Alfred Nobel’s will has been interpreted in various ways year after year that the will had lost its original purpose
“War is peace. Freedom is slavery.”
George Orwell, 1984
Today, as the Nobel Prize has celebrated its 113-year-old tradition, it is noteworthy to look at the peace prize from Alfred Nobel’s angle, as he has created this prize for a reason and as a result of a deadly invention.
Alfred Nobel, who garnered 355 patents during his life, grew fantastically wealthy after patenting the “dynamite” invention, which was first used as a stable paste that could be shaped into short sticks that mining companies might use to blast through rock. A noble usage… no doubt.
However, without going through the number of deaths resulted from the dangerous mixing of components during the experiment phase, the dynamite was used by military authorities in warfare. By creating probably the first great monopolistic trust and holding company, Nobel “sold to both sides in a war.” (1)
He never discovered what people thought about his invention of dynamite until the death of his brother Ludvig in 1888, when some journalistic error resulted in Alfred’s obituary being printed instead.
“The merchant of death is dead.” This was one of the obituaries, while another one went on to describe Nobel as a man “who became rich by finding ways to kill more people faster than ever before.”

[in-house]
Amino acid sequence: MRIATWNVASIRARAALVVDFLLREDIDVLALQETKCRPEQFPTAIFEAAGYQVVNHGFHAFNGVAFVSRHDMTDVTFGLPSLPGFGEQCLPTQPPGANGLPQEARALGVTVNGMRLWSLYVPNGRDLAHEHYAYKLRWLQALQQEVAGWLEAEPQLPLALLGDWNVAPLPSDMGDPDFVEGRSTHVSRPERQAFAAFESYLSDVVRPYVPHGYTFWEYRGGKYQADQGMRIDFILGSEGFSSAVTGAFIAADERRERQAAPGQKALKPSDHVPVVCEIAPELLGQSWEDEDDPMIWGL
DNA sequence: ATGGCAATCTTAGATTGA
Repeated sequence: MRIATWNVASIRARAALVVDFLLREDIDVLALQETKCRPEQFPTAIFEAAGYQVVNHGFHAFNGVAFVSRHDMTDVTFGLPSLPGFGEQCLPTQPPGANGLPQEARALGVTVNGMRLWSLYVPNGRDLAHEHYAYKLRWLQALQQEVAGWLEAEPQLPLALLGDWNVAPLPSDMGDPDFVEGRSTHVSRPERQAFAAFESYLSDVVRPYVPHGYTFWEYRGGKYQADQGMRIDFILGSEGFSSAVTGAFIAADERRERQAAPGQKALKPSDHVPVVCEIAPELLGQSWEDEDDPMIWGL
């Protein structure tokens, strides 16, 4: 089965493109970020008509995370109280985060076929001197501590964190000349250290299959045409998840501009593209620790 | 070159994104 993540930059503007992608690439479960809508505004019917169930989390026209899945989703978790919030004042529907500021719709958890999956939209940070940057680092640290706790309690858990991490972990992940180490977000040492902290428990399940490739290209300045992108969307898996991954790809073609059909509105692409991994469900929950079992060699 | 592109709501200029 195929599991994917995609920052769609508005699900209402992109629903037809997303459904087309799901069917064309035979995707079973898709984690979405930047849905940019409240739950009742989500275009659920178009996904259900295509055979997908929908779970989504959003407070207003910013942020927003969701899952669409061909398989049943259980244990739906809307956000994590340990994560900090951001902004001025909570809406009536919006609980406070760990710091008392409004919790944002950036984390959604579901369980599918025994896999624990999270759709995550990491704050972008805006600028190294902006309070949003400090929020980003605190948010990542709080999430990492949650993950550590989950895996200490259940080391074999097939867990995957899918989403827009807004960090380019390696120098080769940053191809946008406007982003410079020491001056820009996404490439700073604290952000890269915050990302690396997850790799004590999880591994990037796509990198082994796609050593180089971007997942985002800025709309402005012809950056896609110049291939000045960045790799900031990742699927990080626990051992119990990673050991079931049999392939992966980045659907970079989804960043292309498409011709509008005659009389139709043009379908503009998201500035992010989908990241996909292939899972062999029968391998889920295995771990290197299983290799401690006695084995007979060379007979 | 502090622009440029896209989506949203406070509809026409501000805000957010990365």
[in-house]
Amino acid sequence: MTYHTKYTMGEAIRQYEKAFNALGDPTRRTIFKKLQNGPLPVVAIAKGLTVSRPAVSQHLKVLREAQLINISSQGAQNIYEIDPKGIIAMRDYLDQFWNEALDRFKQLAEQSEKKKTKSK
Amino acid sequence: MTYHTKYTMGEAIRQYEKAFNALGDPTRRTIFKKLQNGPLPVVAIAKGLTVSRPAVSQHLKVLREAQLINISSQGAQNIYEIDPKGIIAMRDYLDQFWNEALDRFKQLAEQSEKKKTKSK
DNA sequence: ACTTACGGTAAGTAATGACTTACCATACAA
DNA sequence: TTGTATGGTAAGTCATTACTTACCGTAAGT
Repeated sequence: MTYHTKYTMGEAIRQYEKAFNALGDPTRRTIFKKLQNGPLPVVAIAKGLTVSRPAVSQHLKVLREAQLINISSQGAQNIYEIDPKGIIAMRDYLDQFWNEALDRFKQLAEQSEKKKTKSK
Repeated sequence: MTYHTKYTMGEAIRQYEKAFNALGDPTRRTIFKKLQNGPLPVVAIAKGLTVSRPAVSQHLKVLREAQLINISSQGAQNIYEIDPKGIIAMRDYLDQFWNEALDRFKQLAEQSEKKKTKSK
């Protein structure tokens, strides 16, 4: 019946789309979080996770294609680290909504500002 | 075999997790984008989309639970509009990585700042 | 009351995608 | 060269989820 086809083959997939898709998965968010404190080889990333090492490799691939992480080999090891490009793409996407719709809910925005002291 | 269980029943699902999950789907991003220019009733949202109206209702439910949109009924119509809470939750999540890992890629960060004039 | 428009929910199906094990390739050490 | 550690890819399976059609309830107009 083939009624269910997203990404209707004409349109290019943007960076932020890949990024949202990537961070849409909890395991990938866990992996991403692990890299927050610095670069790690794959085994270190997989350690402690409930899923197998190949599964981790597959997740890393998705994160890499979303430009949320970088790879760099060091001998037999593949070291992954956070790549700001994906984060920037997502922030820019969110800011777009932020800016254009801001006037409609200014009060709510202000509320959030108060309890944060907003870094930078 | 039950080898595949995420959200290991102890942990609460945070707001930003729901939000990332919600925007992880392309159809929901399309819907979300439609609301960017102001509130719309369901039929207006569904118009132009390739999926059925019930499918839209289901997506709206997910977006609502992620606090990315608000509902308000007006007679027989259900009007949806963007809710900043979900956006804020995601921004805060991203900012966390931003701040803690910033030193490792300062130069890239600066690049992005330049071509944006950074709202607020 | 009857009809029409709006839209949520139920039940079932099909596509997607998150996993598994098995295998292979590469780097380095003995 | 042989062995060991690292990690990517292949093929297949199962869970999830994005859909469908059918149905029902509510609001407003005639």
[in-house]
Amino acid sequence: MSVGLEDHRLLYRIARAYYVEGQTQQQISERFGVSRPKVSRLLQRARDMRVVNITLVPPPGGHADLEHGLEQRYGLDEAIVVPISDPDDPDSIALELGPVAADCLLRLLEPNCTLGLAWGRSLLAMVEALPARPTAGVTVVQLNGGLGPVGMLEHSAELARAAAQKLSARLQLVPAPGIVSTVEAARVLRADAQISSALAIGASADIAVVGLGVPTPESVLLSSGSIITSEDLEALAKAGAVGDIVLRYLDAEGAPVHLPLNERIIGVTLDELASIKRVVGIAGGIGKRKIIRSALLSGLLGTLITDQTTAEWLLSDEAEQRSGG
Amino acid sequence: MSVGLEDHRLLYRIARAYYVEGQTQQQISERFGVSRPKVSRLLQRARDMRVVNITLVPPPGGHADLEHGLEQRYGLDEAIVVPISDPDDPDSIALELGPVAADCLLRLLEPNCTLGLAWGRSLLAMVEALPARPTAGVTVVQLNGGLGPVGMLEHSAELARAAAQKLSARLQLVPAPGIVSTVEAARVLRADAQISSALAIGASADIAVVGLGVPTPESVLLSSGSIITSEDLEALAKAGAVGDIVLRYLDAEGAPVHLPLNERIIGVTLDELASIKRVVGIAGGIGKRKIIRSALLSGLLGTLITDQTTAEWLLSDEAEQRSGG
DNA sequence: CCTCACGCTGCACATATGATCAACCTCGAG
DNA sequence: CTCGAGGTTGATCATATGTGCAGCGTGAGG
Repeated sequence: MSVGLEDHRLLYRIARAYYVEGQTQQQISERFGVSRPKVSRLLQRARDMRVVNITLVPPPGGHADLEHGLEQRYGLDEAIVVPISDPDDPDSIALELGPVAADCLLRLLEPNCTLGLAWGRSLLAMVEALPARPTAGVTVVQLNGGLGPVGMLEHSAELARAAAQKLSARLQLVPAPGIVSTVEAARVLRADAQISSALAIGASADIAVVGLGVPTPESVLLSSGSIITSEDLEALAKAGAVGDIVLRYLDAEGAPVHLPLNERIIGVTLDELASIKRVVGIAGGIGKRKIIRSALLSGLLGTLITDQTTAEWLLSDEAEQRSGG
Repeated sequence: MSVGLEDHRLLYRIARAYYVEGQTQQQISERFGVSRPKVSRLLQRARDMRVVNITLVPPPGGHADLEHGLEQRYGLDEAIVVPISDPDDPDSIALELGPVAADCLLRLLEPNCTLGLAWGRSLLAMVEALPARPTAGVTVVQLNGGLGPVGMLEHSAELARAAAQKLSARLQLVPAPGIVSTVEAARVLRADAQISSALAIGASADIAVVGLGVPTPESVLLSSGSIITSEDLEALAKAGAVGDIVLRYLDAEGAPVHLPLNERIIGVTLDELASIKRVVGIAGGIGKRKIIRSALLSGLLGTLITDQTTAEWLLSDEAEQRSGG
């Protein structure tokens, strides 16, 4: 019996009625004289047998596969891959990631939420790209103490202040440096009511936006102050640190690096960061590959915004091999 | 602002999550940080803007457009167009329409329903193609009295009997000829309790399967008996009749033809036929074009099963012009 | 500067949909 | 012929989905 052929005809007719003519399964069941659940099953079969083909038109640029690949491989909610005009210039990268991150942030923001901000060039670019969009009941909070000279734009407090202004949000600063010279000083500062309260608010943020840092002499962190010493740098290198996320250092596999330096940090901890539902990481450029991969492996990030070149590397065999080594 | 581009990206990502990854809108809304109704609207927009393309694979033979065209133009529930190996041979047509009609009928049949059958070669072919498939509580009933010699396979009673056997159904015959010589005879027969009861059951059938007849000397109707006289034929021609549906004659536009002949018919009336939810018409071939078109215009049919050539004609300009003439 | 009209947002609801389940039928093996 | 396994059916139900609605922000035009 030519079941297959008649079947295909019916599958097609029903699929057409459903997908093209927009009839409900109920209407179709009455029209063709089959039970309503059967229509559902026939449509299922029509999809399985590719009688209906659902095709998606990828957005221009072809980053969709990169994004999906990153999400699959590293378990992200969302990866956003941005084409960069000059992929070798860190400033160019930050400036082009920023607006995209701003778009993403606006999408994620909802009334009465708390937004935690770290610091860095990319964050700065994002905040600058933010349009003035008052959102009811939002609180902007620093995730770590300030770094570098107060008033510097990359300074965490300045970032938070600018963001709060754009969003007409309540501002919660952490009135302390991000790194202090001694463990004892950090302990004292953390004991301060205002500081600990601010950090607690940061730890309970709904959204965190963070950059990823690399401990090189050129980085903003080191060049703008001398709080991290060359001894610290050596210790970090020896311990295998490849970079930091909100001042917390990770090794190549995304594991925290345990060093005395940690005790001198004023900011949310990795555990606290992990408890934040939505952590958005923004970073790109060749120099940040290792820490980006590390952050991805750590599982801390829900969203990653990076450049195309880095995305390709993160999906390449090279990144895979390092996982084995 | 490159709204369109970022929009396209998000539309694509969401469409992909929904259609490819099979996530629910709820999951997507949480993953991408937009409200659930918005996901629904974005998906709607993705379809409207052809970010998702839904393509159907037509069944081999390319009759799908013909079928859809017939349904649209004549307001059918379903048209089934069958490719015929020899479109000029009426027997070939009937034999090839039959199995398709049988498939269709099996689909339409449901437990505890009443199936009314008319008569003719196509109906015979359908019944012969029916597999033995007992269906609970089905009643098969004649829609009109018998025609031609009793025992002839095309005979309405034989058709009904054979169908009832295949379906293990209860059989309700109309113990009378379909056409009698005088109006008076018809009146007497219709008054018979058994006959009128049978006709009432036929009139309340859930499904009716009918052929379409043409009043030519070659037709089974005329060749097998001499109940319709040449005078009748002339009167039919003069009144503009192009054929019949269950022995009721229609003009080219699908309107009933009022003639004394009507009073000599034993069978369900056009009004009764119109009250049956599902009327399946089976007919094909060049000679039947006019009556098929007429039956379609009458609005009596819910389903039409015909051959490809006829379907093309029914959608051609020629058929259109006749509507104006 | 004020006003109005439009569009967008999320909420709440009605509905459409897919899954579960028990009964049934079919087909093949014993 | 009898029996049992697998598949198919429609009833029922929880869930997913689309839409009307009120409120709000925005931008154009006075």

Not being a politician, these descriptions left an impact on Alfred. They were these obituaries that encouraged him to set aside the majority of his vast estate to establish the five Nobel Prizes, including one awarded for the pursuit of peace.
“One part to the person who shall have done the most or the best work for fraternity between nations, for the abolition or reduction of standing armies and for the holding and promotion of peace congresses.” Nobel was clear in his last will, as he had a vision on how to have peace, but this will has been interpreted in various ways year after year that the will had lost its original purpose.
In a quick view on the history of the Prize’s winners, the recent decades show a shift and inconsistency in awarding the prize. One of the most controversial Peace Prize winners was the US President, Barack Obama, who received the Prize only after few months in office, while in earlier decades, the Nobel Committee was reluctant to give awards to politicians as it was impossible to tell what these politicians might later do. Well, let’s not harshly judge Obama’s nomination, he could have been awarded the Prize in 2009 solely for not being his predecessor George W. Bush!
The creation of the Prize wasn’t less controversial than its interpretation, considering that the Prize itself came into existence after a fatal result of a dangerous invention, and ending with the controversy of broadening the Peace Prize. It seems that George Orwell’s 1984 is more timely than ever, with that false utopia that crossed Nobel’s mind when he first created the Prize, and the hypocrisy of the process followed in awarding the Peace Prize.
(1) Burton Feldman, The Nobel Prize: A History of Genius, Controversy, and Prestige